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I'm designing a dashboard which has a graph showing the humidity notification trends across multiple locations over a selected timeline.

The challenge I'm facing is that there's 70-100 locations that need to be shown in the same graph. Showing so many locations at the same time would make the graph unreadable.

One solution I'm exploring is to have some groups so that only some show (e.g. top 5 with highest notifications; refer to the image) at a time, and have a way for the user to navigate to the next 10 and so on. What would be a meaningful way to navigate between these groups?

I'm also curious how you would tackle such a problem.

line graph showing locations 1-5 as different colored lines

4 Answers 4

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For a quick look, rendering all the lines with low opacity allows seeing the most common values and any outliers quickly:

Example of transparent rendering

Then you can provide a way to select groups or specific measurements to highlight against that background. Ideally user can select from image and see the identifier, or by identifier and see the line in the image.

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  • Cool trick!! Loved it. Feb 2, 2022 at 19:26
  • I use precisely this trick in my software that displays time-series plots for data from multiple sensor channels. All channels are available for display at once on the graph, and the legend includes entries for each channel. However, that results in a very noisy graph in the common case where you have something like 32 distinct sensor channels. Therefore, the interactive legend allows you to make all channels but the one you're interested in draw in low-opacity mode, just as you show here. This definitely makes it easier to see the channel of interest, while not losing context/outliers. Feb 2, 2022 at 19:57
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    Couple of years back used to work for a data aggregation and visualization company and this was one of the solutions I designed there as well. Instead of opacity we just went with a two color scheme. Some thoughts: I ended up spending quite a bit of time on the mouse hover behavior, as one common desire is to find out which line is the one which deviates from the trend. Getting this to behave well when you have a lot of closely bunched lines is pretty difficult, but in my exp worth it. Also important, the ability to hide outliers (to prevent the axis getting to dominated by a single line). Feb 3, 2022 at 15:50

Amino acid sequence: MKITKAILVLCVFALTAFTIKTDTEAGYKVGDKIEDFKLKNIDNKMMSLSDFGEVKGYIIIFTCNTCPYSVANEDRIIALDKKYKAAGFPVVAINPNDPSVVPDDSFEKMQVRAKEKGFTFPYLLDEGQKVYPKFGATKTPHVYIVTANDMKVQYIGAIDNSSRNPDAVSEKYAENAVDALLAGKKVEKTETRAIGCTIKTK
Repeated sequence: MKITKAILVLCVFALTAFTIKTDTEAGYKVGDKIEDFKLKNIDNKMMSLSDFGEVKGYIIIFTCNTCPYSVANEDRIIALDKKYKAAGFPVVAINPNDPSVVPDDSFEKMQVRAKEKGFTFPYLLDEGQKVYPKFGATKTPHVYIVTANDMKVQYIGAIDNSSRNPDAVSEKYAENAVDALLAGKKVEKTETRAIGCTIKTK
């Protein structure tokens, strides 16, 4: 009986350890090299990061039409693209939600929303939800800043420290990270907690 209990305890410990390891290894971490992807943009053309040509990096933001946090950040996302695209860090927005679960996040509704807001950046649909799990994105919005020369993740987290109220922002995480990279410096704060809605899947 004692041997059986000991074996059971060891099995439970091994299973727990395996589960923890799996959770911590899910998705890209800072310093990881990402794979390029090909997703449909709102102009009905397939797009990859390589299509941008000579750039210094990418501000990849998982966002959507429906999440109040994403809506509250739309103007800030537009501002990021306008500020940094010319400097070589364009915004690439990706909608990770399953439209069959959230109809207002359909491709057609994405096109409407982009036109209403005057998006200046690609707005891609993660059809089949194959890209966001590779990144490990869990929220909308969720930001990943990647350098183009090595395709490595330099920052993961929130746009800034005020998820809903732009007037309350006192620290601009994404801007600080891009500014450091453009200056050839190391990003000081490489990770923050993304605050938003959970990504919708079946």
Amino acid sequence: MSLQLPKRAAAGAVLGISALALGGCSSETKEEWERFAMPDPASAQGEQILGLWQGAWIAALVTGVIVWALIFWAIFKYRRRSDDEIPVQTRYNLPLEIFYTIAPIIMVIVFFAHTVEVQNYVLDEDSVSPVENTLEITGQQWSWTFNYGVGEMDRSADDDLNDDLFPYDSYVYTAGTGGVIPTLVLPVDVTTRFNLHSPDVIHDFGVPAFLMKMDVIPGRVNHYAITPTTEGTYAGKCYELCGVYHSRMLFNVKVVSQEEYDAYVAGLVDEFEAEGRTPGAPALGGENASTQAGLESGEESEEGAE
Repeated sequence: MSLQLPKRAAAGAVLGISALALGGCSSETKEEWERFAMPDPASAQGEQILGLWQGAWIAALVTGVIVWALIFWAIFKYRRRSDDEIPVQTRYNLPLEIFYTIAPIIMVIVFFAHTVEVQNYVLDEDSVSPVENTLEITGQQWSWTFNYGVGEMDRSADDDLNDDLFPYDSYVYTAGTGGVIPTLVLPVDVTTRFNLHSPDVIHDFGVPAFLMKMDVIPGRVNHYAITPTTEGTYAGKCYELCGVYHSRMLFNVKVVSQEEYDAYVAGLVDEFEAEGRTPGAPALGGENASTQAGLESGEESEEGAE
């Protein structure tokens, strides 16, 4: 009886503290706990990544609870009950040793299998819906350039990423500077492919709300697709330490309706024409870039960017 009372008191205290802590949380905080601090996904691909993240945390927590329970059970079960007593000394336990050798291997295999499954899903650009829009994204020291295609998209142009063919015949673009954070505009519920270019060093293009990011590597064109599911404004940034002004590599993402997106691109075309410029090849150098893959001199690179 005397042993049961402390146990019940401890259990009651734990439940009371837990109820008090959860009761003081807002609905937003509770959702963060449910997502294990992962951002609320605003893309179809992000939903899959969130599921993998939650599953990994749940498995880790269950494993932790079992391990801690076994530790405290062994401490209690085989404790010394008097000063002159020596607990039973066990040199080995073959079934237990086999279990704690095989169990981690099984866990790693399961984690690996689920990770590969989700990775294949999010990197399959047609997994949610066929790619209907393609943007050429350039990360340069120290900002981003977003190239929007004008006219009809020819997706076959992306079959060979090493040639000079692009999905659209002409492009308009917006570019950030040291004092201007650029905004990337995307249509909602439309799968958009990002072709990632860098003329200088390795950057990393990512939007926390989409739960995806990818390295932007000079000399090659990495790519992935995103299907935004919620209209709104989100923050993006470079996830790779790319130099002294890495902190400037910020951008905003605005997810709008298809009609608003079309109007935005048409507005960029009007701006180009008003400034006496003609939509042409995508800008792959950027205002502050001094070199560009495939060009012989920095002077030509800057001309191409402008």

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What's the use case here, what are you users looking for?

I would try to focus on the insights that need to be derived from this graph, and see if there's a way to isolate them. E.g. just the outliers, or abnormal behavior, or commonalities, or specific concerning trends, or any other specific criterion. This can be defined dynamically by the user. It's possible that this chart should be the 2nd level drilldown from an earlier screen displaying just the relevant insights, which would let you filter out the irrelevant data. Or a 3rd level :). 70-100 series of raw data is much too much to handle.

If you're going for grouping, I would also aim for a dynamic grouping criterion, where a user can define what they'd like to group by, starting with geographical regions. And possibly displaying them in a dropdown somewhere around the chart.

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  • Thanks for the ideas. Actually this is a 2nd level drill down chart. but it still needs to show default data until the filters have been applied. i'm looking at sorting the locations by highest notifications 1st. So the most urgent ones will be showing in the 1st group. but i''m unsure what would the the logic to separate them by. If nothing else i'm thinking groups of 10. your thoughts?
    – Blue Ocean
    Feb 2, 2022 at 14:13
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    but it still needs to show default data until the filters have been applied the key here is "default data"; with such high volumes of data, "default" doesn't mean "unfiltered", it means "with default filters applied". As this answer mentions, this depends on what information will be derived from this data, which should be defined by your clients/users/product owners
    – Josh Part
    Feb 2, 2022 at 18:08
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One nice approach can be to use a shaded area which covers the entire range of your data, with all of the lines overlaid. This can give an impression of trends without showing too much clutter.

Adding the original lines on top of this gives a better sense of density within the whole area. Giving these lines transparency is a further improvement already noted by other answers to give a sense of density.

Then selections made for your specific groups could simply "colour in" the selected lines, so they go from the background to the foreground.

This progression is shown below:

plots

Of course the last plot here can also look effective without the background area, but some faint lines at the extremes of your data can get lost.

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A good tip: when a user wants to see that many data points/sources, he/she is not curious about what is the value in each of them, but where there are jumps, deviations, what are the trends. In data visualization, we usually solve this design problem with introducing fewer colors or different use of colors. Collate the data so that it can show the user the information they want to see. In a case like this, trends are more important than separate sources. Which source has the highest or lowest rate. Where are problems, what source differs most from the average, what is the average...etc.

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